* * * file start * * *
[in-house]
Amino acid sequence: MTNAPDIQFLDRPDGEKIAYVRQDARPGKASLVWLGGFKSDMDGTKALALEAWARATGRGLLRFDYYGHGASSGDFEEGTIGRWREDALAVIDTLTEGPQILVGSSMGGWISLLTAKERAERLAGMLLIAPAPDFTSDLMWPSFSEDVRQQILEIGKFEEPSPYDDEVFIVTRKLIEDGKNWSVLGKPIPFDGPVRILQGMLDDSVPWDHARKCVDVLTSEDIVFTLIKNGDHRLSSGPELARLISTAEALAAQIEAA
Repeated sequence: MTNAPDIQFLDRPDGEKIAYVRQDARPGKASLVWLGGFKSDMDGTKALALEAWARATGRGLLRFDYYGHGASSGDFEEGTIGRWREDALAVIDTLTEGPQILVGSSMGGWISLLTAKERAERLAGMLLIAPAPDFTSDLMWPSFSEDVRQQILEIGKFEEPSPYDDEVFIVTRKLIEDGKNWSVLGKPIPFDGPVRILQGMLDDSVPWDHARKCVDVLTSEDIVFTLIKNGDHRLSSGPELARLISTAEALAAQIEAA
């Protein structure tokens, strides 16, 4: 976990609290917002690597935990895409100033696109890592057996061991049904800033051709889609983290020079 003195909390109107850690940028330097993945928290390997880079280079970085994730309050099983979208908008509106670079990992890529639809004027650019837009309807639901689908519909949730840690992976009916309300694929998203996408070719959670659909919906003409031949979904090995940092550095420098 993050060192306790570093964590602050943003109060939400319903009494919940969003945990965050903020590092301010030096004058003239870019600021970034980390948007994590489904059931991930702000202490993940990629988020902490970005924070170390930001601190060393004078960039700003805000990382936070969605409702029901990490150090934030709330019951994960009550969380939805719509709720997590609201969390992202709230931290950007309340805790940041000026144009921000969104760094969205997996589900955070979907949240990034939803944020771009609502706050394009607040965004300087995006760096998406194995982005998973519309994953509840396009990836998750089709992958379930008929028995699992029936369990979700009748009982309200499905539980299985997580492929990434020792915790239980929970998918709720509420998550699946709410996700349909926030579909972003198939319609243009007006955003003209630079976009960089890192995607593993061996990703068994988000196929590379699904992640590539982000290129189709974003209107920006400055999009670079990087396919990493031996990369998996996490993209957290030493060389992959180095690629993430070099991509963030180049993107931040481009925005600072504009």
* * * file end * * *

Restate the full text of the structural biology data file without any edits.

[in-house]
Amino acid sequence: MTNAPDIQFLDRPDGEKIAYVRQDARPGKASLVWLGGFKSDMDGTKALALEAWARATGRGLLRFDYYGHGASSGDFEEGTIGRWREDALAVIDTLTEGPQILVGSSMGGWISLLTAKERAERLAGMLLIAPAPDFTSDLMWPSFSEDVRQQILEIGKFEEPSPYDDEVFIVTRKLIEDGKNWSVLGKPIPFDGPVRILQGMLDDSVPWDHARKCVDVLTSEDIVFTLIKNGDHRLSSGPELARLISTAEALAAQIEAA
Repeated sequence: MTNAPDIQFLDRPDGEKIAYVRQDARPGKASLVWLGGFKSDMDGTKALALEAWARATGRGLLRFDYYGHGASSGDFEEGTIGRWREDALAVIDTLTEGPQILVGSSMGGWISLLTAKERAERLAGMLLIAPAPDFTSDLMWPSFSEDVRQQILEIGKFEEPSPYDDEVFIVTRKLIEDGKNWSVLGKPIPFDGPVRILQGMLDDSVPWDHARKCVDVLTSEDIVFTLIKNGDHRLSSGPELARLISTAEALAAQIEAA
């Protein structure tokens, strides 16, 4: 976990609290917002690597935990895409100033696109890592057996061991049904800033051709889609983290020079 003195909390109107850690940028330097993945928290390997880079280079970085994730309050099983979208908008509106670079990992890529639809004027650019837009309807639901689908519909949730840690992976009916309300694929998203996408070719959670659909919906003409031949979904090995940092550095420098 993050060192306790570093964590602050943003109060939400319903009494919940969003945990965050903020590092301010030096004058003239870019600021970034980390948007994590489904059931991930702000202490993940990629988020902490970005924070170390930001601190060393004078960039700003805000990382936070969605409702029901990490150090934030709330019951994960009550969380939805719509709720997590609201969390992202709230931290950007309340805790940041000026144009921000969104760094969205997996589900955070979907949240990034939803944020771009609502706050394009607040965004300087995006760096998406194995982005998973519309994953509840396009990836998750089709992958379930008929028995699992029936369990979700009748009982309200499905539980299985997580492929990434020792915790239980929970998918709720509420998550699946709410996700349909926030579909972003198939319609243009007006955003003209630079976009960089890192995607593993061996990703068994988000196929590379699904992640590539982000290129189709974003209107920006400055999009670079990087396919990493031996990369998996996490993209957290030493060389992959180095690629993430070099991509963030180049993107931040481009925005600072504009």